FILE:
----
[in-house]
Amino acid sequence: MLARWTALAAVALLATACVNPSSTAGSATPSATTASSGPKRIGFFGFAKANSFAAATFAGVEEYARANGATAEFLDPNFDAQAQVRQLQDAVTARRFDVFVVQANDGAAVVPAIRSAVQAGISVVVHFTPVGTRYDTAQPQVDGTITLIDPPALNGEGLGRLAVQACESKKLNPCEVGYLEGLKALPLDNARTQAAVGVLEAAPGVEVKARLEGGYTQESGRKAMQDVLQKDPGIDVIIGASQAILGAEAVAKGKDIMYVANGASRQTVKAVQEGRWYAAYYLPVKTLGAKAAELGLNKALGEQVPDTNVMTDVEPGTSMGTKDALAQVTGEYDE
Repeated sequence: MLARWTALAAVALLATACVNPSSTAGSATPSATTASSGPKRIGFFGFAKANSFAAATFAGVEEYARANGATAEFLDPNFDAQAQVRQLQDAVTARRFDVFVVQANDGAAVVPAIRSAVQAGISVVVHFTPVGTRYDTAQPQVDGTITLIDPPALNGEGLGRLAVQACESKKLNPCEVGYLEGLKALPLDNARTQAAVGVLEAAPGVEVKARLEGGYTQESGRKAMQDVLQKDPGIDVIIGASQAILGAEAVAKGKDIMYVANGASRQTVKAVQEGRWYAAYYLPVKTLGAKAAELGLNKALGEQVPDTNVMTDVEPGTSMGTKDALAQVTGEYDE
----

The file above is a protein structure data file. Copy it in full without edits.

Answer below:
[in-house]
Amino acid sequence: MLARWTALAAVALLATACVNPSSTAGSATPSATTASSGPKRIGFFGFAKANSFAAATFAGVEEYARANGATAEFLDPNFDAQAQVRQLQDAVTARRFDVFVVQANDGAAVVPAIRSAVQAGISVVVHFTPVGTRYDTAQPQVDGTITLIDPPALNGEGLGRLAVQACESKKLNPCEVGYLEGLKALPLDNARTQAAVGVLEAAPGVEVKARLEGGYTQESGRKAMQDVLQKDPGIDVIIGASQAILGAEAVAKGKDIMYVANGASRQTVKAVQEGRWYAAYYLPVKTLGAKAAELGLNKALGEQVPDTNVMTDVEPGTSMGTKDALAQVTGEYDE
Repeated sequence: MLARWTALAAVALLATACVNPSSTAGSATPSATTASSGPKRIGFFGFAKANSFAAATFAGVEEYARANGATAEFLDPNFDAQAQVRQLQDAVTARRFDVFVVQANDGAAVVPAIRSAVQAGISVVVHFTPVGTRYDTAQPQVDGTITLIDPPALNGEGLGRLAVQACESKKLNPCEVGYLEGLKALPLDNARTQAAVGVLEAAPGVEVKARLEGGYTQESGRKAMQDVLQKDPGIDVIIGASQAILGAEAVAKGKDIMYVANGASRQTVKAVQEGRWYAAYYLPVKTLGAKAAELGLNKALGEQVPDTNVMTDVEPGTSMGTKDALAQVTGEYDE